My answer was that Your Majesty always had done and would do in future everything in your power for the union and peace of Christendom, as could easily be proved by the almost intolerable fatigues and incredible expenses you had sustained in promoting the same. That Your Majesty wished for nothing so ardently as to preserve and increase your friendship with the King, his master as was evident and patent to every one, and that since it seemed as if the union of Christendom, to which he (the Duke) alluded, depended exclusively on the Queen's matrimonial cause, and on this accursed new marriage of the King, he (the Duke) was not justified in saying that Your Majesty had the key in your hands; on the contrary, the whole gist lay in the King's consenting (as reason prescribed) to the matrimonial cause being tried and sentenced by authentic and impartial judges, such as the Pope and his cardinals would be. For this reason he (the Duke) ought on the contrary to wish that the King, his master, should be present at the interview, in order that then and there he might have been persuaded to allow the said judgment (vuydange) to take place, as above stated, that being the only and exclusive thing which Your Majesty demanded, which could not be in justice refused to the meanest creature in this world, much less to so great a prince as you are.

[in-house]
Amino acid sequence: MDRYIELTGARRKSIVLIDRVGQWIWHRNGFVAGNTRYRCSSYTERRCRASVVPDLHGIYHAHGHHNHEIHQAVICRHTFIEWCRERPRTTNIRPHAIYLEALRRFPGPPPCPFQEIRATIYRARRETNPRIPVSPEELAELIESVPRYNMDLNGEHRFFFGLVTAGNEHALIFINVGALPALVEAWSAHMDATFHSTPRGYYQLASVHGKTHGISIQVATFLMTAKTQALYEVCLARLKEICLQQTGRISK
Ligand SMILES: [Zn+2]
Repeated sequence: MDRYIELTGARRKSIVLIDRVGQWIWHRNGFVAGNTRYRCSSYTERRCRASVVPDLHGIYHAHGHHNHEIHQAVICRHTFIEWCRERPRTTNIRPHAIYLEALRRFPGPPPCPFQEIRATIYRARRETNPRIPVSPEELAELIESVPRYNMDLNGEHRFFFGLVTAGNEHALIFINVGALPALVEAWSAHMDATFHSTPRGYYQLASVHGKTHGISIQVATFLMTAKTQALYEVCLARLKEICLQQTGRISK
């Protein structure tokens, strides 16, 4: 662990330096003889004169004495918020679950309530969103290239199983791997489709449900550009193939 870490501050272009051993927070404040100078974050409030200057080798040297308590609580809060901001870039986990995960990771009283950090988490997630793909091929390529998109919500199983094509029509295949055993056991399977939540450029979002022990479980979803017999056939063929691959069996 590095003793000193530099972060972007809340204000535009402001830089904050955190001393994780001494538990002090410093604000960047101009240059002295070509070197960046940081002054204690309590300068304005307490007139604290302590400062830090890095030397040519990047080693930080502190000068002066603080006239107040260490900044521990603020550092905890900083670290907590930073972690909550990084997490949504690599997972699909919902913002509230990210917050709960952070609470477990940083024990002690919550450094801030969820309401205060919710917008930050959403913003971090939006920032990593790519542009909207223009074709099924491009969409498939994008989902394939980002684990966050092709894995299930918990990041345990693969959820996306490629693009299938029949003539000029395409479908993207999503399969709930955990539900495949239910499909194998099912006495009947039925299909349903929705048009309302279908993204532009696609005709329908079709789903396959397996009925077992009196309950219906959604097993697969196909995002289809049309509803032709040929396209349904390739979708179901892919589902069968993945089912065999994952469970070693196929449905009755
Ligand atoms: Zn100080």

With regard to Your Majesty's ministers residing at the Papal court, and at that of the Most Christian king of France, after praising their merits, wisdom, and individual qualities, I assured the Duke that they were all rightly inclined (avoient bonne inclination). The Duke (Cipher:) owned that he had a good opinion of them and trusted they would act judiciously; yet he requested me to write to them individually, and exhort them to be tractable and conciliatory and do good office at the said interview, persisting still in his wish that Your Majesty should send thither a good reinforcement of ambassadors, all people of rank and authority, since the King, his master, was dispatching so numerous an embassy, and one so well qualified in this kingdom. "It would be advisable (continued the Duke) that among the Imperial ministers there should be one at least well acquainted with the most important affairs and relations of this kingdom with those of the Emperor."